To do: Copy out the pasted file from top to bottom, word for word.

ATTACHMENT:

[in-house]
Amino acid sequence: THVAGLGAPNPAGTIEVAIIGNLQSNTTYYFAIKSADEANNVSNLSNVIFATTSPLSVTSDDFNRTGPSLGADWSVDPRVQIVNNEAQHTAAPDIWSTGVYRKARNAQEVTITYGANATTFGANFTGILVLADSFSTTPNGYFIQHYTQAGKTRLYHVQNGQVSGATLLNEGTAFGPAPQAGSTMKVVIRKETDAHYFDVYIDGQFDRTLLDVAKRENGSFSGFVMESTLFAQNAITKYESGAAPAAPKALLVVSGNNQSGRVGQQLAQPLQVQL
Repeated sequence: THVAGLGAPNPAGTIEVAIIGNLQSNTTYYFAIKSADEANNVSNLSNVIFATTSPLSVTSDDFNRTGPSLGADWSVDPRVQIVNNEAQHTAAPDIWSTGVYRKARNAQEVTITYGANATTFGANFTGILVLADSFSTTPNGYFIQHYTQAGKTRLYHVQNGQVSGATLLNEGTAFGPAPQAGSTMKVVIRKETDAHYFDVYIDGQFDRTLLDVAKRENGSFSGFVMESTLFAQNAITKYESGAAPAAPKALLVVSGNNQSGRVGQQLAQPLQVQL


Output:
[in-house]
Amino acid sequence: THVAGLGAPNPAGTIEVAIIGNLQSNTTYYFAIKSADEANNVSNLSNVIFATTSPLSVTSDDFNRTGPSLGADWSVDPRVQIVNNEAQHTAAPDIWSTGVYRKARNAQEVTITYGANATTFGANFTGILVLADSFSTTPNGYFIQHYTQAGKTRLYHVQNGQVSGATLLNEGTAFGPAPQAGSTMKVVIRKETDAHYFDVYIDGQFDRTLLDVAKRENGSFSGFVMESTLFAQNAITKYESGAAPAAPKALLVVSGNNQSGRVGQQLAQPLQVQL
Repeated sequence: THVAGLGAPNPAGTIEVAIIGNLQSNTTYYFAIKSADEANNVSNLSNVIFATTSPLSVTSDDFNRTGPSLGADWSVDPRVQIVNNEAQHTAAPDIWSTGVYRKARNAQEVTITYGANATTFGANFTGILVLADSFSTTPNGYFIQHYTQAGKTRLYHVQNGQVSGATLLNEGTAFGPAPQAGSTMKVVIRKETDAHYFDVYIDGQFDRTLLDVAKRENGSFSGFVMESTLFAQNAITKYESGAAPAAPKALLVVSGNNQSGRVGQQLAQPLQVQL